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NICE unable to recommend ovarian cancer drug in final guidance due to lack of appropriate evidence

In final guidance published by NICE today (27 April 2011), trabectedin (Yondelis, PharmaMar) in combination with pegylated liposomal doxorubicin hydrochloride (PLDH) is not recommended as a treatment for ovarian cancer.

The independent Appraisal Committee was not able to recommend this combination treatment in patients with platinum-sensitive ovarian cancer that has returned six months or more after initial treatment with chemotherapy which included platinum, because of concerns over how well it works compared with the most commonly-used treatments.

The Appraisal Committee considered all the available evidence, including clinical trial data submitted by the manufacturer and expert opinion from clinical specialists, as well as a Patient Access Scheme to make the treatment more cost effective for the NHS. No appeals were received against the final draft guidance published in March 2011.

Sir Andrew Dillon, NICE Chief Executive, said: "Unfortunately, NICE is not able to recommend trabectedin as a treatment option for relapsed platinum-sensitive ovarian cancer. Expert clinical opinion states that platinum-based chemotherapy is the preferred option for this type of ovarian cancer that has relapsed. However, because the manufacturer of trabectedin did not submit any evidence comparing the treatment with this type of chemotherapy, comparing it instead with drug regimens that did not include platinum, we cannot be sure that trabectedin extends patients' lives for longer than the most routinely used treatments.

"Clinical trial data suggested that the drug might be more effective in women with ‘partially platinum-sensitive' ovarian cancer, which is when the disease recurs between 6 and 12 months after initial platinum chemotherapy. However, the Committee could not be sure that the effectiveness of trabectedin in this group was genuinely different from that seen in the wider group of patients for which the drug is licensed and concluded that the subgroup data was not robust.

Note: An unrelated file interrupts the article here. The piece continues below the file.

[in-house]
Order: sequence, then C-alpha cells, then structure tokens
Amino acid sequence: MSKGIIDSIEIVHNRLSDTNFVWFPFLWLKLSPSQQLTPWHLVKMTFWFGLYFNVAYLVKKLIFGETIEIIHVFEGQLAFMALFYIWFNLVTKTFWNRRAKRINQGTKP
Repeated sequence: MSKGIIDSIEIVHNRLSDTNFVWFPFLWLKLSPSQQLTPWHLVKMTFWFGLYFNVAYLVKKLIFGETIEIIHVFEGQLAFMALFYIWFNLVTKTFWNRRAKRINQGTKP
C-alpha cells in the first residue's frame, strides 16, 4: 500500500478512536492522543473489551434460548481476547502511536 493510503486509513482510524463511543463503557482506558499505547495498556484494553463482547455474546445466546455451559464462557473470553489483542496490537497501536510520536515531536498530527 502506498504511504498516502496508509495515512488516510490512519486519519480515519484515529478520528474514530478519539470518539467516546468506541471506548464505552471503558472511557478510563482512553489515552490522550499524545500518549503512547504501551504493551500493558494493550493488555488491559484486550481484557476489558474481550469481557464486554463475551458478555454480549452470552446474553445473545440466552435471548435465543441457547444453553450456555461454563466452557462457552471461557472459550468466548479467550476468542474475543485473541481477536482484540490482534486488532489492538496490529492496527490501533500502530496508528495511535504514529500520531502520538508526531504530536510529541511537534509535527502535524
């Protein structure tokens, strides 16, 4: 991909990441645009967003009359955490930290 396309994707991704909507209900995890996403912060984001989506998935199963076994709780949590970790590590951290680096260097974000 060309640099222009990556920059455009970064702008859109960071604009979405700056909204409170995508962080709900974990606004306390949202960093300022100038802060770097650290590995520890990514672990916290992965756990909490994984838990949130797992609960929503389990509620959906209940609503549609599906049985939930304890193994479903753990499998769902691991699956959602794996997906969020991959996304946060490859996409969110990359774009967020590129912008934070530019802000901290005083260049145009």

"The Committee felt that the Patient Access Scheme offered by the manufacturer did not improve the cost-effectiveness of trabectedin enough to justify its use for this indication, given the uncertain benefits it may provide patients."

The final guidance is available on the NICE website from Wednesday 27 April at: http://www.nice.org.uk/guidance/TA222

Once NICE issues its final guidance on a technology, it replaces local recommendations across the country.

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Notes to Editors

  • The guidance is available on the NICE website from Wednesday 27 April at: http://www.nice.org.uk/guidance/TA222
  • Trabectedin is an intravenous drug that works by damaging the DNA in cancer cells, making the cells unable to grow and spread. It is administered via a drip every three weeks with the recommended dose being 1.1mg per m² of body surface area.
  • The manufacturer estimated that the cost of treatment with trabectedin plus PLDH, assuming an average of six cycles and a body surface area of 1.72 m², is £23,917, excluding administration costs.
  • Taking into account the impact of all the uncertainties in the evidence presented to them, the Appraisal Committee considered that, for the entire platinum-sensitive population the incremental cost-effectiveness ratio (ICER) could be higher than £95,000 per QALY gained.
  • For the partially platinum-sensitive population (where the disease relapses between 6 and 12 months after initial platinum treatment), taking into account the Patient Access Scheme (whereby the manufacturer would pay the cost of trabectedin after the fifth cycle of treatment [that is, cycle 6 and beyond] for partially platinum-sensitive patients), the committee considered that the best estimate of the ICER was £68,000 per QALY gained.